What Makes a Utopia Inconvenient? On the Advantages and Disadvantages of a Realist Orientation to Politics

American Political Science Review 110 (4):876-888 (2016)
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Abstract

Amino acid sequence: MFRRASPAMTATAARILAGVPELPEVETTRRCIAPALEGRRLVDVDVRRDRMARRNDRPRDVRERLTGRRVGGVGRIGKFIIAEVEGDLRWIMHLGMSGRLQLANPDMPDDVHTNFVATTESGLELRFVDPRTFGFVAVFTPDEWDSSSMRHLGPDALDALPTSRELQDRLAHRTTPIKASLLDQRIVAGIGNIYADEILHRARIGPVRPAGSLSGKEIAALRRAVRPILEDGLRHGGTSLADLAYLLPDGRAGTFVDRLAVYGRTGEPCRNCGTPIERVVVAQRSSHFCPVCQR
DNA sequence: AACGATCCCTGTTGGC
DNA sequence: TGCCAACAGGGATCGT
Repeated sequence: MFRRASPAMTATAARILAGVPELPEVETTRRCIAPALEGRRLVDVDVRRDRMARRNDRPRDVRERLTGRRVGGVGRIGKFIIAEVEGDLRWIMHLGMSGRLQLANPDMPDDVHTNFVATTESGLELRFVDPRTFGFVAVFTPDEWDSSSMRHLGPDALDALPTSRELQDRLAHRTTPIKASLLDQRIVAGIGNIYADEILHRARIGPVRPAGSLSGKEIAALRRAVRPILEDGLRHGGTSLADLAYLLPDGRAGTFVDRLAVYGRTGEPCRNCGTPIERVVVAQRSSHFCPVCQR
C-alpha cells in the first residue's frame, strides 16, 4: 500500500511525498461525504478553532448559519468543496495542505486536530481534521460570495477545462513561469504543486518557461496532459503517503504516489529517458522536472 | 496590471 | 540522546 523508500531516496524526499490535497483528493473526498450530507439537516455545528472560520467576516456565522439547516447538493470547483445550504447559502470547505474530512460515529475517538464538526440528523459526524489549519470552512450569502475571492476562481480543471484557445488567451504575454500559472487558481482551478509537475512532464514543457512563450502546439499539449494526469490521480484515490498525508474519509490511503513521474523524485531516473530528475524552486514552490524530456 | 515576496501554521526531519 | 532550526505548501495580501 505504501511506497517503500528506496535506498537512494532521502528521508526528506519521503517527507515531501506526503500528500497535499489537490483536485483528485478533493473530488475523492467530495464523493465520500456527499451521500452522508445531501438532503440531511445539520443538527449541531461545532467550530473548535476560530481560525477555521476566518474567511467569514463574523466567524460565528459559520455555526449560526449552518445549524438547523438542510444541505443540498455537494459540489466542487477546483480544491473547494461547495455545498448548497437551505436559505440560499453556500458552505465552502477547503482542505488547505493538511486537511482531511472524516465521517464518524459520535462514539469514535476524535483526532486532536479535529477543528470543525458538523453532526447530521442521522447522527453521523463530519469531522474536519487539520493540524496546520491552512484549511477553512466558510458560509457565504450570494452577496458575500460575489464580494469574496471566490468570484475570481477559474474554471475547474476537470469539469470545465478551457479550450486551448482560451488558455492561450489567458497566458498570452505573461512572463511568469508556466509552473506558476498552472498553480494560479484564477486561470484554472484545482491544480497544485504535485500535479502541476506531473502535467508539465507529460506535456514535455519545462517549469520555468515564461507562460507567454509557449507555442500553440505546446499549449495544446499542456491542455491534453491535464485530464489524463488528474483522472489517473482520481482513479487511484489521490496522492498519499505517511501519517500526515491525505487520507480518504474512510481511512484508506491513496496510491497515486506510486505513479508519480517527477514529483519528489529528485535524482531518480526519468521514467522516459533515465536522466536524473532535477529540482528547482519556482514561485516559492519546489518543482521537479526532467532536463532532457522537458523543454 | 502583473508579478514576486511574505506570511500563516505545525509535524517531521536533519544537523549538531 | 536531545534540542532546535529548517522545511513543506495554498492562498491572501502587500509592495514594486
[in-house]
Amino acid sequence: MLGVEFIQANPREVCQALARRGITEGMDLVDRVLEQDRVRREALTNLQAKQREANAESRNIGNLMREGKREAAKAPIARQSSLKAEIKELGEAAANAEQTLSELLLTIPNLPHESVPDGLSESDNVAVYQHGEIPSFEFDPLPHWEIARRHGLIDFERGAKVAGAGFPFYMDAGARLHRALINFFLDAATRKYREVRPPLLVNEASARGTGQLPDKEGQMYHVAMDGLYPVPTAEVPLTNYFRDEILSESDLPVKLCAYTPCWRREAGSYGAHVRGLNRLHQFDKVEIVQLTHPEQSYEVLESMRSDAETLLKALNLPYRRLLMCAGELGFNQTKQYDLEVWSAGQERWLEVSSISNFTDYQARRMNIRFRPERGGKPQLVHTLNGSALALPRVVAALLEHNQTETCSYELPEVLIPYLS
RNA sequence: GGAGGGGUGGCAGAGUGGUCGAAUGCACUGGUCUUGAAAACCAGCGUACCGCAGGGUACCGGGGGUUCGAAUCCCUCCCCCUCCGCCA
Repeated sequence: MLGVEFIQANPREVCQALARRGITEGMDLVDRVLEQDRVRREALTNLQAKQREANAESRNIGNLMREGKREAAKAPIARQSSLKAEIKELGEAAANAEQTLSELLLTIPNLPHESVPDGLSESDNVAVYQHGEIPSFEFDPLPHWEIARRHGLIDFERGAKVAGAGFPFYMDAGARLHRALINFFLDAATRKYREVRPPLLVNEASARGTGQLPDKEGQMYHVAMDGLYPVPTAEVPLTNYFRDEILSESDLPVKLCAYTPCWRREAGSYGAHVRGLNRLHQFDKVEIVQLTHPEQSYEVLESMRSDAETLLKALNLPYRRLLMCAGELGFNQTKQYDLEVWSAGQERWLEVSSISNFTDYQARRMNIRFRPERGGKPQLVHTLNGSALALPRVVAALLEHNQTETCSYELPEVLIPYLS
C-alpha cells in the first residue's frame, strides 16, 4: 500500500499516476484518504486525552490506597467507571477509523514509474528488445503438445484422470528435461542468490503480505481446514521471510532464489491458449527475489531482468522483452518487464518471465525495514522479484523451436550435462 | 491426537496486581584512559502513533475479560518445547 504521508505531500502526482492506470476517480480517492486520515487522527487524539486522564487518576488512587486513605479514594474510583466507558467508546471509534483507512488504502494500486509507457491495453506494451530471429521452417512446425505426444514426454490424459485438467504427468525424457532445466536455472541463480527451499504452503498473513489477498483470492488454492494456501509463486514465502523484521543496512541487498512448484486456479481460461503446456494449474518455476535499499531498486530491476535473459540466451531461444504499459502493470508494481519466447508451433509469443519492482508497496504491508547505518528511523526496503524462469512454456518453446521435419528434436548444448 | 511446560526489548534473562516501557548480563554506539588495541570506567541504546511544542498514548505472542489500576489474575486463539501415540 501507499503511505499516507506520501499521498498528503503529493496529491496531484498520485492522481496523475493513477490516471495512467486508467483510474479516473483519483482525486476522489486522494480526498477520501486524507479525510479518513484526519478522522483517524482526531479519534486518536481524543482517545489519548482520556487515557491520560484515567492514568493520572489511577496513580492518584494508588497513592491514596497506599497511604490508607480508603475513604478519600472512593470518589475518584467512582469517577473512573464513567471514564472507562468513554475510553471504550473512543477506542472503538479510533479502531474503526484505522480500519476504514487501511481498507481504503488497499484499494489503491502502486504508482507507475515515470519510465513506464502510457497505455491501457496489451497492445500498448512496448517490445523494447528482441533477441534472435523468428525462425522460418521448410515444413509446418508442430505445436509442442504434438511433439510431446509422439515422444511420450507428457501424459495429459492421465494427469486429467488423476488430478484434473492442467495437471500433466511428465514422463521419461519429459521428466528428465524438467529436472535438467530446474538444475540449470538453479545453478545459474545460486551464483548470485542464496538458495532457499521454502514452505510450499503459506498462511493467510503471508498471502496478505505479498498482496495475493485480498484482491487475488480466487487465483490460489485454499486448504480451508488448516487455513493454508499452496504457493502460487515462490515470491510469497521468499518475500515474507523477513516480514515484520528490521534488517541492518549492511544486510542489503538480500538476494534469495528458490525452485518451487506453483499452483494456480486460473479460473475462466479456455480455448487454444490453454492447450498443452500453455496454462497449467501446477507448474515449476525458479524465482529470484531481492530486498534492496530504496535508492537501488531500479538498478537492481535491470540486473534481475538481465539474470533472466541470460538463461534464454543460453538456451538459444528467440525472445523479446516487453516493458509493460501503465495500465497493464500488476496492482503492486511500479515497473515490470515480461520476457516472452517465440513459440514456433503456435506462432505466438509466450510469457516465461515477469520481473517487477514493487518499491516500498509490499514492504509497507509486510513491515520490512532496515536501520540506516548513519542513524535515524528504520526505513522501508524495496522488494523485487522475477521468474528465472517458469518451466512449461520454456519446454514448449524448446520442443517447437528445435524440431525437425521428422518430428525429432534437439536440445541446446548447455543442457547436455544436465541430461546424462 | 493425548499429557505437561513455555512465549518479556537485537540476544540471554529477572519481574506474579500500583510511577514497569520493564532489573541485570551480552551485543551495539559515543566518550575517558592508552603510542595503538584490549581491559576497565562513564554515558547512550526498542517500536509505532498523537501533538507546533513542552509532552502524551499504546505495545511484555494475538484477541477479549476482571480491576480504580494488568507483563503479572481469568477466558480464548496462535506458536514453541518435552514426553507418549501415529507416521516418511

Contemporary politics is often said to lack utopias. For prevailing understandings of the practical force of political theory, this looks like cause for celebration. As blueprints to apply to political practice, utopias invariably seem too strong or too weak. Through an immanent critique of political realism, I argue that utopian thought, and political theory generally, is better conceived as supplying an orientation to politics. Realists including Bernard Williams and Raymond Geuss explain how utopian programs like universal human rights poorly orient their adherents to politics, but the realists wrongly conclude that utopias and other ideal theories necessarily disorient us. As I show through an analysis of utopian claims made by Michel Foucault, Malcolm X, and John Rawls, utopias today can effectively disrupt entrenched forms of legitimation, foster new forms of political identity, and reveal new possibilities within existing institutions. Utopias are needed to understand the political choices we face today.
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